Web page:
Why Does Having A Fever Make You Cold?

Having a fever is one of the worst ways to feel bad. For many people, fevers don't only seem to drain their energy, but often they are additionally exhausting due to the chills and shivers that often accompany a fever. You may be wondering how you can be shivering and cold when you have a fever. The term "fever" is used to describe an internal increase in body temperature. According to the Mayo Clinic, the average body temperature is around 98.6 degrees Fahrenheit. A fever occurs when the internal temperature rises to 100 degrees or higher.

Medically known as pyrexia, a fever is your body's first line of defense and action against illness. Fevers occur when the body is exposed to pyrogens, or fever-causing substances that can be present both inside and outside of the body, The Healthy explains. The pyrogens send signals to an area in the brain known as the hypothalamus, which controls body temperature regulation. These pyrogens trigger the body's response to raise the internal temperature, as most bacteria, viruses, and other pyrogens are temperature sensitive and cannot survive for long in elevated temperatures (via Scientific American).

Why does a fever make you cold?

So what is it about a fever that makes you cold? Once a fever has begun, the brain is sending a signal to the body to create internal heat in some way. Healthline explains that shivering is a muscle response that occurs when muscles contract and relax in a rapid succession in an attempt to warm the body. This action is involuntary and generated directly by the signals received from the hypothalamus to help bring the body's physical temperature up to the temperature the brain has designated.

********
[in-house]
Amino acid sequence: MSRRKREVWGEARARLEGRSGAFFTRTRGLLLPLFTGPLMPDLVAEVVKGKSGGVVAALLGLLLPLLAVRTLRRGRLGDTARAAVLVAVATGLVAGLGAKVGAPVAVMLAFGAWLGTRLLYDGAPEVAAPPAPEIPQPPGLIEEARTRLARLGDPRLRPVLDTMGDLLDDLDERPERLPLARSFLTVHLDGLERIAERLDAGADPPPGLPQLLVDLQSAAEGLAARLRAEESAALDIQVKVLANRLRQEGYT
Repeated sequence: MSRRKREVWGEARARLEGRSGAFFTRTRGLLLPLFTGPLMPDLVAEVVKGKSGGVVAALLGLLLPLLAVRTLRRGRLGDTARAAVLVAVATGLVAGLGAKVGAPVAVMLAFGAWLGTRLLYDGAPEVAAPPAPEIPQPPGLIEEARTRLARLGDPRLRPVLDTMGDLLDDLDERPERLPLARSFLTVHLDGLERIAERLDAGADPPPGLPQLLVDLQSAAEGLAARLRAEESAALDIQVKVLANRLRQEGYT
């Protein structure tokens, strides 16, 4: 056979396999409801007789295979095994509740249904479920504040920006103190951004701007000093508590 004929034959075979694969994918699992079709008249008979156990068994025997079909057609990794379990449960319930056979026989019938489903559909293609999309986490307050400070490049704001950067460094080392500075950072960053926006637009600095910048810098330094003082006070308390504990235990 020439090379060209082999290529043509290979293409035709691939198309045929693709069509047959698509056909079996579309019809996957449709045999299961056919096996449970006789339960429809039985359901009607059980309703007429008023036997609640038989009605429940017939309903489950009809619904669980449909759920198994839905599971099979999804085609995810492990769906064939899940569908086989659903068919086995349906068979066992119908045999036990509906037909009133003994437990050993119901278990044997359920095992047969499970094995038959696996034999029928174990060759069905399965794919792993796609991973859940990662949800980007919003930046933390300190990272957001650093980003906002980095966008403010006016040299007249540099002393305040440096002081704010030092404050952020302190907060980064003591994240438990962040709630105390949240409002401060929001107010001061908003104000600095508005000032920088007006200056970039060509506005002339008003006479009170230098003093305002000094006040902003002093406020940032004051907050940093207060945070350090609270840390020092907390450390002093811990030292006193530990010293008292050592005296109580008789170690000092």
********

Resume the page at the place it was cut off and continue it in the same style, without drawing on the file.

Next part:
The shivering response itself is often associated with feeling cold, causing you to reach for your blankets. Additionally, as the brain is sending out a signal that the body temperature is too low, the feeling of cold is experienced while the body actively signals to raise its internal temperature (via The Healthy). When you're feeling a bit feverish, shivering and shaking while feeling awful, your body is working to fight the pyrogens that have created a need for increased body temperature.

How can you treat a fever?

According to The Healthy, once the brain has determined that the pyrogens are diminishing, the hypothalamus ceases the signals to the body and the fever subsides. In many cases, this causes the individual to experience sweating as the fever breaks.

Fevers are typically easily managed at home without the need to seek professional medical help. However, if a fever becomes higher than 103 degrees, or continues for several days, you may want to see your doctor, according to Healthline. One way to help reduce the symptoms experienced with a fever is to get plenty of rest and to stay hydrated. Over-the-counter pain relievers like acetaminophen and ibuprofen can also be used to help bring down a fever as well. If you or a loved one has a fever with other symptoms, such as confusion or severe abdominal pain, you should contact medical services to determine if an examination is needed.